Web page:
No. 193, Sittings of July 7-11, 1975, Debates of the European Parliament.

No. 192, Sittings of June 16-20, 1975, Debates of the European Parliament.

No. 193, Sittings of July 7-11, 1975, Debates of the European Parliament.

turn blamed the Council,100 claiming the Council ‘has never wished to take any measure at all and is unusually apprehensive on this point.’101 At the end of the September 9 meeting, this point on the inability of the Council to find a proper solution was forcibly highlighted. The Agricultural Council found ‘no solution that would regularise the wine trade between Italy and France.’102 The next day, Lardinois warned the Commission that the furious French government, feeling they had walked away disappointed and empty-handed again, had threatened to instate a tax on Italian wines entering its borders;103 this occurred the very next day. In the subsequent two Commission meetings on September 15 and Oct 1, harried Commissioners began ‘great deliberations’ over the wine situation and policy as a whole, with President François-Xavier Ortoli and Lardinois promising to deal with the situation rapidly.104 But through until the close of the calendar year, despite successive Council and Commission meetings, no solution was found, even after the French were charged as the Commission exercised their rights under Article 169 of the Treaty. The situation became increasingly dangerous, with pressing attention from observers on the grave nature of the French tax, given that the foundation of the European Community at the time was centrally economic and necessitated the free movement of goods.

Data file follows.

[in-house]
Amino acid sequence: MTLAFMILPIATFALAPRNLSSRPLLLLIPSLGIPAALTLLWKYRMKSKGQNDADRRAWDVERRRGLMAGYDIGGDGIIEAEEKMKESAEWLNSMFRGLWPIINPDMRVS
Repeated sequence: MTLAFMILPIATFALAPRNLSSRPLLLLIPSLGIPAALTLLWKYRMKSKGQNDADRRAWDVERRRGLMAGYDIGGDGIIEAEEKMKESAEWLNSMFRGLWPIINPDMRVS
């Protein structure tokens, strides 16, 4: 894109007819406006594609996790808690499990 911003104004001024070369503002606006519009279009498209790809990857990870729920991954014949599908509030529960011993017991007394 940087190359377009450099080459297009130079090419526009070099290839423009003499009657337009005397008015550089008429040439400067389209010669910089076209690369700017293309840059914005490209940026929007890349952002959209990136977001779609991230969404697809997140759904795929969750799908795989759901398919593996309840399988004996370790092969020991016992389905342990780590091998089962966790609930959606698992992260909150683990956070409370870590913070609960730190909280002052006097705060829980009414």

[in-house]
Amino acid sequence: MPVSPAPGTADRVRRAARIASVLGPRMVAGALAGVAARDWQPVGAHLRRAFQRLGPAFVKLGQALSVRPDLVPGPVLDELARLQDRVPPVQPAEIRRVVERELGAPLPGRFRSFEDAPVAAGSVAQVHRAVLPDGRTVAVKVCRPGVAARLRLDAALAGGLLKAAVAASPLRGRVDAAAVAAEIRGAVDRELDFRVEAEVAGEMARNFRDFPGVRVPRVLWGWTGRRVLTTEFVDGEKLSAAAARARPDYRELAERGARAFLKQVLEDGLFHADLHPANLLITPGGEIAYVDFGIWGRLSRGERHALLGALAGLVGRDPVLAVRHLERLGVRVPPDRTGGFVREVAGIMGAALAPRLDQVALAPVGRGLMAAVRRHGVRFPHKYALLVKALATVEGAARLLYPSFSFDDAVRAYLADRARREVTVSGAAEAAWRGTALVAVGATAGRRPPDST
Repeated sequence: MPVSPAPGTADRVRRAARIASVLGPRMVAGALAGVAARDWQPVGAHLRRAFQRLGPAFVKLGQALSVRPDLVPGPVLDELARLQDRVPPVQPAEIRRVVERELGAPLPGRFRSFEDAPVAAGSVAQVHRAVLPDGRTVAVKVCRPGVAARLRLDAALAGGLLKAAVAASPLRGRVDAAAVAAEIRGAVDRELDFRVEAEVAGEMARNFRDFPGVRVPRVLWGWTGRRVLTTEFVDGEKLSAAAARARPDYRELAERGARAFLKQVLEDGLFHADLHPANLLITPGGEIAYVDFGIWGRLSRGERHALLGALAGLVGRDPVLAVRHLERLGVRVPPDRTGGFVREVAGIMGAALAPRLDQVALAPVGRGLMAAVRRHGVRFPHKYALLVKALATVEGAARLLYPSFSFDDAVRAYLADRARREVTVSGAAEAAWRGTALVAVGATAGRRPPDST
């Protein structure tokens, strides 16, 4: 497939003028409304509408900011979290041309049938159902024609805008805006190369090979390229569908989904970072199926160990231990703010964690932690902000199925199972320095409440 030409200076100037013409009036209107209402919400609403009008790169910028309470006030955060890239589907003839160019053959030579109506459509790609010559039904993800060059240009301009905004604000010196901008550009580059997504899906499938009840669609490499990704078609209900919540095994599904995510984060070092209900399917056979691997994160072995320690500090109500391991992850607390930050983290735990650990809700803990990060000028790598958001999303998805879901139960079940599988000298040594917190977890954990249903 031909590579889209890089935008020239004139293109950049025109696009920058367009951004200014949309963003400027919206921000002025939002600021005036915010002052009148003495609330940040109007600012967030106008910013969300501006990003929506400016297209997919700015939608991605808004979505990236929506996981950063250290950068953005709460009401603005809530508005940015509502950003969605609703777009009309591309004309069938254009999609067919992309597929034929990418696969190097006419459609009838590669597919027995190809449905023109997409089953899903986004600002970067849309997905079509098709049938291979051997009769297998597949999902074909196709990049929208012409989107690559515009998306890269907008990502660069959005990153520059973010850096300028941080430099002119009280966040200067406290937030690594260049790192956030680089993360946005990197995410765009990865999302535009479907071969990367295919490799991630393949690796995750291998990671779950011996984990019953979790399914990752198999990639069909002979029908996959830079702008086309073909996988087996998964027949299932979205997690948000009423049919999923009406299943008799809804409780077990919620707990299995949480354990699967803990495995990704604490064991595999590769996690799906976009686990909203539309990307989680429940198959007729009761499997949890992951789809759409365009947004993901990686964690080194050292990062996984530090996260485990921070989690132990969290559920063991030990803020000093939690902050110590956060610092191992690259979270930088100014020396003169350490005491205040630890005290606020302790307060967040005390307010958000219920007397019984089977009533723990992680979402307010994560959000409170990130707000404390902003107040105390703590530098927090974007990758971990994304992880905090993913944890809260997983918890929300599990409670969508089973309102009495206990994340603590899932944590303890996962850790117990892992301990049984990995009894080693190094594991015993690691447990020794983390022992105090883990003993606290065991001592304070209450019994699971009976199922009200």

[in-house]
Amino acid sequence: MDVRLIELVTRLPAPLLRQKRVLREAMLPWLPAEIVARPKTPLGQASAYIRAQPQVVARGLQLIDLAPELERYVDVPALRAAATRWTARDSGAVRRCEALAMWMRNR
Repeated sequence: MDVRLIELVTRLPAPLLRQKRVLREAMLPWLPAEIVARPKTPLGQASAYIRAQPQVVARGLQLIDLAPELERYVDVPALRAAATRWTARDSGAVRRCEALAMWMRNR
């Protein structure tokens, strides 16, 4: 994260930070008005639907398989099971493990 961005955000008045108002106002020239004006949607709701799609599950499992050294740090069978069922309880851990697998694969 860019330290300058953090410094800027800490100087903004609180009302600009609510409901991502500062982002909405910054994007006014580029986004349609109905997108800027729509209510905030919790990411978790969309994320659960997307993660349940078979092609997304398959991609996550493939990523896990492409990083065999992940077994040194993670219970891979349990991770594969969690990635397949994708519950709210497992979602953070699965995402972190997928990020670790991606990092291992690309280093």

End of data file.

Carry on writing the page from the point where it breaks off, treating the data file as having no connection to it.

In January 1976, in restricted meeting minutes, the Commission stressed the ‘extremely serious disadvantages, not only as regards the sector itself, but also in terms of the general situation of the community which results from the lack of progress in implementing new rules Though this may have been Lardinois’s tactic of gaining sympathy and support from the Parliament, which often felt marginalised by the then much more powerful Council.